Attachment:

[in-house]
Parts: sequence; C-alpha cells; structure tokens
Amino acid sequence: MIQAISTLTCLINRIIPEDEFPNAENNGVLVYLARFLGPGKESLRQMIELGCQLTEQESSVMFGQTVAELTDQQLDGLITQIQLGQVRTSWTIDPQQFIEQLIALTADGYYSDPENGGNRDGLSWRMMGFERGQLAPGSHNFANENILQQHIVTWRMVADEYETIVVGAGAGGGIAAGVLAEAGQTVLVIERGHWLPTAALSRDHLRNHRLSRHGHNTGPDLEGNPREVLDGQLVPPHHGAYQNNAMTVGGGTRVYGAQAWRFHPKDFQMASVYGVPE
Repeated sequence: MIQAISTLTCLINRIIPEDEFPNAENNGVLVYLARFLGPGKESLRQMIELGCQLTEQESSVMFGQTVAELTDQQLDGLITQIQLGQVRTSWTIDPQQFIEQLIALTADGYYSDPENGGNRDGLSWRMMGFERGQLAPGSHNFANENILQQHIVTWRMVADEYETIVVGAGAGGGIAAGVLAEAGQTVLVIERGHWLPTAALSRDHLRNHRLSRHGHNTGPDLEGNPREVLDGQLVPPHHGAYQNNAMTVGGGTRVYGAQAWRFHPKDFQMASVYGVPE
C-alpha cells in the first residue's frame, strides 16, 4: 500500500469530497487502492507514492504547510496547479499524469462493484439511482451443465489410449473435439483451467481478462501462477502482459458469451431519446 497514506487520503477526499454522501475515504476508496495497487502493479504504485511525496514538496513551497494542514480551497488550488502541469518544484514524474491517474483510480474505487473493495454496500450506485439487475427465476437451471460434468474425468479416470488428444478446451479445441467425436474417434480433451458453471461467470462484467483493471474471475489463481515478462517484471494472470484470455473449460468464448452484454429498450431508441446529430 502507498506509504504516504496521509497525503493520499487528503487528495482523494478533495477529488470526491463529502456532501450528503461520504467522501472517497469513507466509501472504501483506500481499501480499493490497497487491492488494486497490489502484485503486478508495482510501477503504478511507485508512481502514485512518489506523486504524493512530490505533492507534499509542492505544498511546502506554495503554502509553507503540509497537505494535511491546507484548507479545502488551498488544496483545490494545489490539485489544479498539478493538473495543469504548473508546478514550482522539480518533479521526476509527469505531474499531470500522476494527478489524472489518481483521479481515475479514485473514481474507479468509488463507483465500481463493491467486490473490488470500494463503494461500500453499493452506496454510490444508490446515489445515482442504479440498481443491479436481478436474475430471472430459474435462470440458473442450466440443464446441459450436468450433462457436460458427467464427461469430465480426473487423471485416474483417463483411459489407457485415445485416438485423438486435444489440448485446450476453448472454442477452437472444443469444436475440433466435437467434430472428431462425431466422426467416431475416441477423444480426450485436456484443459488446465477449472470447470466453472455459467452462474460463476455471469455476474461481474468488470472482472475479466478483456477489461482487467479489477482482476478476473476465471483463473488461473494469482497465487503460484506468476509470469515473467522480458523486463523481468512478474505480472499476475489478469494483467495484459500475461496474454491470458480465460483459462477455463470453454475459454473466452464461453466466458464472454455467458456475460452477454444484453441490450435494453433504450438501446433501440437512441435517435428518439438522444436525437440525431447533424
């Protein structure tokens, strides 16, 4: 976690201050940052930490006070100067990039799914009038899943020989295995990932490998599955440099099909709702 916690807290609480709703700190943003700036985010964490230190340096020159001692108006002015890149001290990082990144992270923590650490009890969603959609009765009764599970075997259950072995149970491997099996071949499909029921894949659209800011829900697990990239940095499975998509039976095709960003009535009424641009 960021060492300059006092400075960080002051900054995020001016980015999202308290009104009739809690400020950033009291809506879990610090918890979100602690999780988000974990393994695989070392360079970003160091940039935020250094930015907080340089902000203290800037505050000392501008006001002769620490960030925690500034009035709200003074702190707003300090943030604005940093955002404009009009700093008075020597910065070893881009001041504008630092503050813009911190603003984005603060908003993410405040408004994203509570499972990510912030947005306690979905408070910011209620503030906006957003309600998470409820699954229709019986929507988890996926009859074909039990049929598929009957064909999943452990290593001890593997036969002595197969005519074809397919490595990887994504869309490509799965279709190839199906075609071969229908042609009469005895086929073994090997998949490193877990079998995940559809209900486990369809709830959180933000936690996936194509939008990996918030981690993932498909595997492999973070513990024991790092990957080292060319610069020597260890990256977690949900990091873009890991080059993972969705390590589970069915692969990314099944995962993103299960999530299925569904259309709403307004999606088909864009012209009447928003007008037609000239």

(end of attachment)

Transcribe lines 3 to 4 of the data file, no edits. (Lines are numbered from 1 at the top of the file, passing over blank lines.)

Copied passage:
Amino acid sequence: MIQAISTLTCLINRIIPEDEFPNAENNGVLVYLARFLGPGKESLRQMIELGCQLTEQESSVMFGQTVAELTDQQLDGLITQIQLGQVRTSWTIDPQQFIEQLIALTADGYYSDPENGGNRDGLSWRMMGFERGQLAPGSHNFANENILQQHIVTWRMVADEYETIVVGAGAGGGIAAGVLAEAGQTVLVIERGHWLPTAALSRDHLRNHRLSRHGHNTGPDLEGNPREVLDGQLVPPHHGAYQNNAMTVGGGTRVYGAQAWRFHPKDFQMASVYGVPE
Repeated sequence: MIQAISTLTCLINRIIPEDEFPNAENNGVLVYLARFLGPGKESLRQMIELGCQLTEQESSVMFGQTVAELTDQQLDGLITQIQLGQVRTSWTIDPQQFIEQLIALTADGYYSDPENGGNRDGLSWRMMGFERGQLAPGSHNFANENILQQHIVTWRMVADEYETIVVGAGAGGGIAAGVLAEAGQTVLVIERGHWLPTAALSRDHLRNHRLSRHGHNTGPDLEGNPREVLDGQLVPPHHGAYQNNAMTVGGGTRVYGAQAWRFHPKDFQMASVYGVPE